Most Reservation folk, including me, pursue hard scrabble living, worrying about gas, food, phone bill (if we have one), light bill, etc. We have been dimly aware of the Washington Redskins mascot controversy, but it has not been a burning issue for many of us.
Some Cheyenne are even devoted Redskin fans, proudly wearing the caps and T-shirts. Since we have smaller fish to fry, the controversy has been remote, championed by more intellectual leaders, such as Tim Giago, grandfather of Native journalism.
I became directly associated with this matter when the Washington Redskins’ new philanthropic group, The Original Americans Foundation, recently came to Northern Cheyenne to donate new brand-name coats to more than 500 children at the Lame Deer Public Schools. One of the more civic-minded Tribal Council members requested that story in my local newspaper.
Coats for needy kids
Council member Merlin Sioux, a key figure in this story, is extremely dedicated to community projects. He says our community deals with horrific poverty and children at the Lame Deer School really needed the jackets, the shoes to come and other promises offered by the Washington Redskins. They want to help other worthwhile community projects. The tribe cannot finance or address these needs.
Economic development administrator Steve Small, who helped coordinate the coat project, added, “We had to weigh need against principle. Many children come to school each day dressed only in hoodies and tennis shoes, even in -40 degree winter weather, very dangerous. Thus, Merlin, myself and the tribal president (Llevando "Cowboy" Fisher) came down on the side of the children when this benefactor showed up.”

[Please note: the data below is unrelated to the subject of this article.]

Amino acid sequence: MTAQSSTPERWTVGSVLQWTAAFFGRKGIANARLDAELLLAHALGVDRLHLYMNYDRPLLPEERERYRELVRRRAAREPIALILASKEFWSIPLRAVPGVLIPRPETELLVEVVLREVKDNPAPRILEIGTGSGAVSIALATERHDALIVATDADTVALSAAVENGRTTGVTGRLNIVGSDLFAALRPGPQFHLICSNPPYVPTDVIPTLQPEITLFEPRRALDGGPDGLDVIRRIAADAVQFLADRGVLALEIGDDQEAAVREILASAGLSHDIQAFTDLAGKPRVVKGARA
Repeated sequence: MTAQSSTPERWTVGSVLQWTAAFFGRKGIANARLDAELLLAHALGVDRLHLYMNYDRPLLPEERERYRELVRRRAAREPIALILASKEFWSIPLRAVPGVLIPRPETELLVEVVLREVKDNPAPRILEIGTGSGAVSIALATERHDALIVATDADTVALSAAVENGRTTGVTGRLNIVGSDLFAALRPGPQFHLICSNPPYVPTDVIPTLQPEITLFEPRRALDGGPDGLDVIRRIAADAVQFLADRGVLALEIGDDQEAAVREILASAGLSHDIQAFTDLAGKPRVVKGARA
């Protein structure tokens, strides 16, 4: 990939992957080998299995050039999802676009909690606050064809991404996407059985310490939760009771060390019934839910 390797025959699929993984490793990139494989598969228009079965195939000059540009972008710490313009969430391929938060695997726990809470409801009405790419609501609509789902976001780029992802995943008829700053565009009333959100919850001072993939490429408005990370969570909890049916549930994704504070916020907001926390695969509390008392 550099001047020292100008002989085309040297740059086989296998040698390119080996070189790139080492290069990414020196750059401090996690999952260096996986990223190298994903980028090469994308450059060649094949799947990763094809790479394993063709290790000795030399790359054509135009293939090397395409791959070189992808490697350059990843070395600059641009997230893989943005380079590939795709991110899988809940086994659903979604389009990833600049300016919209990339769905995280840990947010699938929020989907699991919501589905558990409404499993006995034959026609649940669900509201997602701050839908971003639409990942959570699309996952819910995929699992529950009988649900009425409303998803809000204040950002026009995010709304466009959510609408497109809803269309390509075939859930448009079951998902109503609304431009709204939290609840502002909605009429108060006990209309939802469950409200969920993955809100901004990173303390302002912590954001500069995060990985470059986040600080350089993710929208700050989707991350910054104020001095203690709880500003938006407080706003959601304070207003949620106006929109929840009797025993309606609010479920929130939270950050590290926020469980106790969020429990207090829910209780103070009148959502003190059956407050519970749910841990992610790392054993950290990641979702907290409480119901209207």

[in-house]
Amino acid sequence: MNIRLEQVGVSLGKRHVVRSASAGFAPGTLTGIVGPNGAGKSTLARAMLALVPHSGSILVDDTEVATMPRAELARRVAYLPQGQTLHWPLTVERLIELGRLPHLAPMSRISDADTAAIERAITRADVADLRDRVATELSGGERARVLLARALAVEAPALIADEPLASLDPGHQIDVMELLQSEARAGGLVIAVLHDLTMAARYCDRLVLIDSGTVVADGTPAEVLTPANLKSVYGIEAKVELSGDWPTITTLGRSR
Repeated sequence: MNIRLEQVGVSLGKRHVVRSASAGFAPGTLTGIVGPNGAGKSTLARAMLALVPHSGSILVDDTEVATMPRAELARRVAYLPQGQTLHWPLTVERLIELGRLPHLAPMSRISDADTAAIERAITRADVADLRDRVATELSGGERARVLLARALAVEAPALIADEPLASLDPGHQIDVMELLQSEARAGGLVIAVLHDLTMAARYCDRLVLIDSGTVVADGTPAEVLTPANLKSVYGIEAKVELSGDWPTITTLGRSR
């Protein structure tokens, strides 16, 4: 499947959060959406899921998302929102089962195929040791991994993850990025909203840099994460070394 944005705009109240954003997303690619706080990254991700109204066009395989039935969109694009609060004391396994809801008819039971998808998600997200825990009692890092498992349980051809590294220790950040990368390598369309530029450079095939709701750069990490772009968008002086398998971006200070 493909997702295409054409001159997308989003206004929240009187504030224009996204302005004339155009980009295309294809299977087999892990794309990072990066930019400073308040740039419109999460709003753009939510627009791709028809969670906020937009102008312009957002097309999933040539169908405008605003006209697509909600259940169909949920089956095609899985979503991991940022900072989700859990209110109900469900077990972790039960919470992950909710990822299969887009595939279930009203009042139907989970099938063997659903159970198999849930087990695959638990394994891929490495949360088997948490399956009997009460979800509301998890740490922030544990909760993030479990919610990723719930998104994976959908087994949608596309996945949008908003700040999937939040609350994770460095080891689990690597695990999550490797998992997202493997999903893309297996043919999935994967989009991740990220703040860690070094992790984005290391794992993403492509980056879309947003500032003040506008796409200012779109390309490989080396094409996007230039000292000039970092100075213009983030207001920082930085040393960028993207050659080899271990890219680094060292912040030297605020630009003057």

That is also why I did a nice “warm and fuzzy” front page story about the Redskin donations. And I still commend that council member and our Tribe for “putting the needs of our community and people first.” I also alerted another of my editors, Tim Giago of the Native Sun newspaper, about this development. The Redskins Mascot issue has long been one of Giago’s causes advanced on a national basis and by many others in Indian Country. Tim hoped I had backbone to write an article questioning the motivation of those donations. I didn’t then, but do now.
The Redskins foundation was created to divert attention from the mascot issue and to rebut controversy. I mentioned this to the Redskins representatives (who declined to talk about it) and to Tribal Council members, including my brother Oly McMakin.
“Do you think this will make us, the 'Fighting Cheyenne,' look like sell-out wimps?” he asked. “Possibly, but, the council must decide since you are on the twin horns of a dilemma. You are charged to meet the needs of our people, including children and elders who need coats, shoes, food, etc. But, you must also consider principle. Not all Cheyenne, like you, count on a regular paycheck.”
The publisher of a very small reservation newspaper, I should not offend the tribe, the major player in this desolate economy. But, after reading opinions, news articles and consulting with Dr. Richard Littlebear, a key adviser who usually sees things more clearly, I must write this opinion.
A slick PR move
The Original Americans Foundation is a slick PR move to gain support from poor Native Americans to keep the Redskins mascot. It's cheaper than changing the brand name and commerce associated with the current mascot and logo. Most likely, the Redskins owner calls upon many corporate sponsors (the representatives mentioned Wal-Mart and Sears) to get free tax write-offs. Do we think the money comes from the hip pocket of the Redskins owner or is jerked from the tights of Redskins players? If so, we are foolish.
Now, I might alienate tribal support, free speech being unpredictable. Yet, right is right. Principle is principle. I hope this does not offend the tribe. If so, Native journalist Giago would say: “What else is new?”